Introducing the Cecil Striker Webinar Series
On Thursday, November 12, 7:00 p.m., the Henry R. Winkler Center for the History of the Health Professions will hold its inaugural Cecil Striker Webinar with a discussion with Stephen Marine, associate dean emeritus of the University of Cincinnati Libraries, and Gino Pasi, archivist and curator of collections at the Winkler Center, regarding their new book University of Cincinnati Health Colleges: 200 Years. The talk will be led and moderated by Philip Diller, MD, PhD, senior associate dean for educational affairs at the College of Medicine and chair of the Winkler Center Board.
The webinar link will be available on the Winkler Center’s website at https://libraries.uc.edu/libraries/hsl/winkler-center/cecil-striker.html.
About University of Cincinnati Health Colleges: 200 Years
In 1819, Daniel Drake founded the Medical College of Ohio, which later became the University of Cincinnati (UC), College of Medicine. Thus began two centuries of innovation in health education that has made UC a globally recognized leader in educating generations of professionals in medicine, nursing, pharmacy and allied health sciences. As the 19th century came to a close, the importance of science-based medicine began to gain traction. Its medical faculty, including Christian R. Holmes, were primary contributors to Abraham Flexner’s now-famous report that revolutionized medical education.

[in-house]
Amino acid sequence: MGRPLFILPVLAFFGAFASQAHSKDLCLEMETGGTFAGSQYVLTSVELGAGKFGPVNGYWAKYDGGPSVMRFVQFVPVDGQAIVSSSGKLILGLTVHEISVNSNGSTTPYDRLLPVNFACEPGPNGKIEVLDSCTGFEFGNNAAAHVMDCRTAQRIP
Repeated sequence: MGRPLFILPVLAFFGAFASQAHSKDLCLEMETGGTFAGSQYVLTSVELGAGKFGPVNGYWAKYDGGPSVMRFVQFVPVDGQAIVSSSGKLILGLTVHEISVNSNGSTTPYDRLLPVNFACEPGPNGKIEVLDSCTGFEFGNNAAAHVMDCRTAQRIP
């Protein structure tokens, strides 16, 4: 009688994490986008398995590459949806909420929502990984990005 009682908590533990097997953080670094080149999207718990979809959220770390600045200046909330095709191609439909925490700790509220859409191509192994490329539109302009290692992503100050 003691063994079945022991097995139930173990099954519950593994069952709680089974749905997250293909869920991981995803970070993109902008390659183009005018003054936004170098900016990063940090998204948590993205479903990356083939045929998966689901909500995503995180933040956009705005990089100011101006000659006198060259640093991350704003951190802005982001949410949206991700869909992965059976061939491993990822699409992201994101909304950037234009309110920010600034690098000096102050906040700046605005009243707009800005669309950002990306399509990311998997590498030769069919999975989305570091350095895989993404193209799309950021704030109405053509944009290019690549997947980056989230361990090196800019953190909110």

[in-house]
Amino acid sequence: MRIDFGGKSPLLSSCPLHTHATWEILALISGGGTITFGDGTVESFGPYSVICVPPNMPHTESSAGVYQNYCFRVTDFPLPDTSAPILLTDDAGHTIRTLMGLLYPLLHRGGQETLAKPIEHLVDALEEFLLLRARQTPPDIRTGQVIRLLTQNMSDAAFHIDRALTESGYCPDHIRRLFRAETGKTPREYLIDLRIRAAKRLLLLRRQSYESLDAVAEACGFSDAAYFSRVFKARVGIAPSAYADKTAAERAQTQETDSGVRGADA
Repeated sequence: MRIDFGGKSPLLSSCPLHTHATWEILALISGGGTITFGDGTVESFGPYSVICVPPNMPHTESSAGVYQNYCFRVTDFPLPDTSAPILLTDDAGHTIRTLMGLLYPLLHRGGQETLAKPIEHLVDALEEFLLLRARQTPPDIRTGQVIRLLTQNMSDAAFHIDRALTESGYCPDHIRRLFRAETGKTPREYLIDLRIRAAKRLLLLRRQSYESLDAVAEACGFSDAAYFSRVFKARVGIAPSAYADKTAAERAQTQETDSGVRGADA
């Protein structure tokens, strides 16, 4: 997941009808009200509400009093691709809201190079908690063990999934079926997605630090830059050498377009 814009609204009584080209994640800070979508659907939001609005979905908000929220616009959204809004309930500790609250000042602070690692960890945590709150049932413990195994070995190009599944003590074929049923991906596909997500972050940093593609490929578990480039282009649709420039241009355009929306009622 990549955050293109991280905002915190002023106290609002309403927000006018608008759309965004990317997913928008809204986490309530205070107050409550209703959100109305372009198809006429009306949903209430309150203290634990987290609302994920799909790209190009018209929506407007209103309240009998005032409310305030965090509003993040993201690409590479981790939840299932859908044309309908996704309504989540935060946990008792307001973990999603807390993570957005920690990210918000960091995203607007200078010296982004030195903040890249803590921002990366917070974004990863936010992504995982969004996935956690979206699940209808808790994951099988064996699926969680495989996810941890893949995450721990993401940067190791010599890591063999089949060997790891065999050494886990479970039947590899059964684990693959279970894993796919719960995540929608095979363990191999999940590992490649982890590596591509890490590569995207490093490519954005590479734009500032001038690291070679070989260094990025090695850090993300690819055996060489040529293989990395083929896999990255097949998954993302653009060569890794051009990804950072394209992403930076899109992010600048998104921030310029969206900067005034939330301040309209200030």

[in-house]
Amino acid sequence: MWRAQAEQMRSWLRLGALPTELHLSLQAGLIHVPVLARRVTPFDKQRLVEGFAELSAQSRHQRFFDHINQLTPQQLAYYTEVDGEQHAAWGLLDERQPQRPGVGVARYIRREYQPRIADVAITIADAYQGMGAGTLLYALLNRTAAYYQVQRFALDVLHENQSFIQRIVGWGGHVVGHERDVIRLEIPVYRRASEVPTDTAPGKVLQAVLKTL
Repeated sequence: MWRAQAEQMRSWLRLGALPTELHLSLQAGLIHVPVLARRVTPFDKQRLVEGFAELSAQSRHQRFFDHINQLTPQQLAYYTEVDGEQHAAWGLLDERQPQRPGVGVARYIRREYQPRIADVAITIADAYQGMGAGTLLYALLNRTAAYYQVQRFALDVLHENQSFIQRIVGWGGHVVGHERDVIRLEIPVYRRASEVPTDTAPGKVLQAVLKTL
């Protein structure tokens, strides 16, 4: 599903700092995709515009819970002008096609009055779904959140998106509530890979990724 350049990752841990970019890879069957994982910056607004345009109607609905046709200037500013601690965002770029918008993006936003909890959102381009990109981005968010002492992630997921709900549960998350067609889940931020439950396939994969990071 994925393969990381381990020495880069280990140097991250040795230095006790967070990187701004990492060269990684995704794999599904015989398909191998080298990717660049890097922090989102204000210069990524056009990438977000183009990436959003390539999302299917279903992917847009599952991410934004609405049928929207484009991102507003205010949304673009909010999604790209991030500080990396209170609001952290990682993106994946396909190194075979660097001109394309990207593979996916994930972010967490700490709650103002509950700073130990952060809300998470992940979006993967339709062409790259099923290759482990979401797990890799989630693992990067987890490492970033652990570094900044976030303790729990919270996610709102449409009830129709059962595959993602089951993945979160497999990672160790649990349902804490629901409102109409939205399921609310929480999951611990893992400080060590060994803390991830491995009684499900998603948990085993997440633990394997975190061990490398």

UC continued to shape health education throughout the 20th century, perhaps most notably by George Heuer in surgery, Benjamin Rachford in pediatrics, Herbert Flessa in emergency medicine, Laura Logan in nursing and Joseph Kowalewski in pharmacy. And in the 21st century, the tradition continues with the vision and leadership of people like Donald Harrison in forming the College of Allied Health Sciences and the creative power of Anil Menon in leading the formation of the undergraduate medical sciences program.
Published by Arcadia Press, University of Cincinnati Health Colleges: 200 Years includes images from such organizations as the Cincinnati and Hamilton County Public Library, the Wedbush Center for the History of Nursing at the University of Cincinnati and the Winkler Center. Beginning in 1819 and spanning the 20th century to the present, the book highlights the most outstanding achievements of UC health colleges’ historical importance, their continued impact to the present day including contemporary innovations that are making current history and the people behind these accomplishments.
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